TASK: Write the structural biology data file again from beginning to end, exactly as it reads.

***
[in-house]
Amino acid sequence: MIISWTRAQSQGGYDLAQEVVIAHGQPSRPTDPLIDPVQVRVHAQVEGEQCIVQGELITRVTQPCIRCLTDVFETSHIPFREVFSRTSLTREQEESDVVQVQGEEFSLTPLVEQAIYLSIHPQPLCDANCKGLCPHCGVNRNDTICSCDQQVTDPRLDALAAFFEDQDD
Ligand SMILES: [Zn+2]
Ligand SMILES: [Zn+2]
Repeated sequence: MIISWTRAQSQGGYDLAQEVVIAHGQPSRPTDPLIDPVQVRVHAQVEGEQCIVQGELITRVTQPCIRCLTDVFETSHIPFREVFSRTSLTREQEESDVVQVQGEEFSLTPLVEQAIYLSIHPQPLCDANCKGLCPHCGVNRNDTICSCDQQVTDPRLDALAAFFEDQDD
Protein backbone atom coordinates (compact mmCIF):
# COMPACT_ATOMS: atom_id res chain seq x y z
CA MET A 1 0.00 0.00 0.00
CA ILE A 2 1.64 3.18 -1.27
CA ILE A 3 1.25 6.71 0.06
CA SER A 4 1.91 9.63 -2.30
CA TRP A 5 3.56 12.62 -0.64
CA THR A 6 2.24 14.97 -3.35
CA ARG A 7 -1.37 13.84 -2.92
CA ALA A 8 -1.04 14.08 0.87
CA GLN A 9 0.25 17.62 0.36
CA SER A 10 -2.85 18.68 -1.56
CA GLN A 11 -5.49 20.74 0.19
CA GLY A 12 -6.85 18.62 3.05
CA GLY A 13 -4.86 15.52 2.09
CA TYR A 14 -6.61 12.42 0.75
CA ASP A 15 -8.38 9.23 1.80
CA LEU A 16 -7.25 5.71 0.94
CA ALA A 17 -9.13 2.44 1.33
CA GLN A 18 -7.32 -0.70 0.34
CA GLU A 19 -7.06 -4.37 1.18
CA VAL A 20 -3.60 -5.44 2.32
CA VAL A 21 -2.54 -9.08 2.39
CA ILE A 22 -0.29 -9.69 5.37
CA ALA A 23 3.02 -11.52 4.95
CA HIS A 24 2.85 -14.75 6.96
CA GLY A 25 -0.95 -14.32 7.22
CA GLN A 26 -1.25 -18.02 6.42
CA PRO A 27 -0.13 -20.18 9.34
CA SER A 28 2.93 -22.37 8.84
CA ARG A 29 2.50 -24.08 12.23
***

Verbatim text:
[in-house]
Amino acid sequence: MIISWTRAQSQGGYDLAQEVVIAHGQPSRPTDPLIDPVQVRVHAQVEGEQCIVQGELITRVTQPCIRCLTDVFETSHIPFREVFSRTSLTREQEESDVVQVQGEEFSLTPLVEQAIYLSIHPQPLCDANCKGLCPHCGVNRNDTICSCDQQVTDPRLDALAAFFEDQDD
Ligand SMILES: [Zn+2]
Ligand SMILES: [Zn+2]
Repeated sequence: MIISWTRAQSQGGYDLAQEVVIAHGQPSRPTDPLIDPVQVRVHAQVEGEQCIVQGELITRVTQPCIRCLTDVFETSHIPFREVFSRTSLTREQEESDVVQVQGEEFSLTPLVEQAIYLSIHPQPLCDANCKGLCPHCGVNRNDTICSCDQQVTDPRLDALAAFFEDQDD
Protein backbone atom coordinates (compact mmCIF):
# COMPACT_ATOMS: atom_id res chain seq x y z
CA MET A 1 0.00 0.00 0.00
CA ILE A 2 1.64 3.18 -1.27
CA ILE A 3 1.25 6.71 0.06
CA SER A 4 1.91 9.63 -2.30
CA TRP A 5 3.56 12.62 -0.64
CA THR A 6 2.24 14.97 -3.35
CA ARG A 7 -1.37 13.84 -2.92
CA ALA A 8 -1.04 14.08 0.87
CA GLN A 9 0.25 17.62 0.36
CA SER A 10 -2.85 18.68 -1.56
CA GLN A 11 -5.49 20.74 0.19
CA GLY A 12 -6.85 18.62 3.05
CA GLY A 13 -4.86 15.52 2.09
CA TYR A 14 -6.61 12.42 0.75
CA ASP A 15 -8.38 9.23 1.80
CA LEU A 16 -7.25 5.71 0.94
CA ALA A 17 -9.13 2.44 1.33
CA GLN A 18 -7.32 -0.70 0.34
CA GLU A 19 -7.06 -4.37 1.18
CA VAL A 20 -3.60 -5.44 2.32
CA VAL A 21 -2.54 -9.08 2.39
CA ILE A 22 -0.29 -9.69 5.37
CA ALA A 23 3.02 -11.52 4.95
CA HIS A 24 2.85 -14.75 6.96
CA GLY A 25 -0.95 -14.32 7.22
CA GLN A 26 -1.25 -18.02 6.42
CA PRO A 27 -0.13 -20.18 9.34
CA SER A 28 2.93 -22.37 8.84
CA ARG A 29 2.50 -24.08 12.23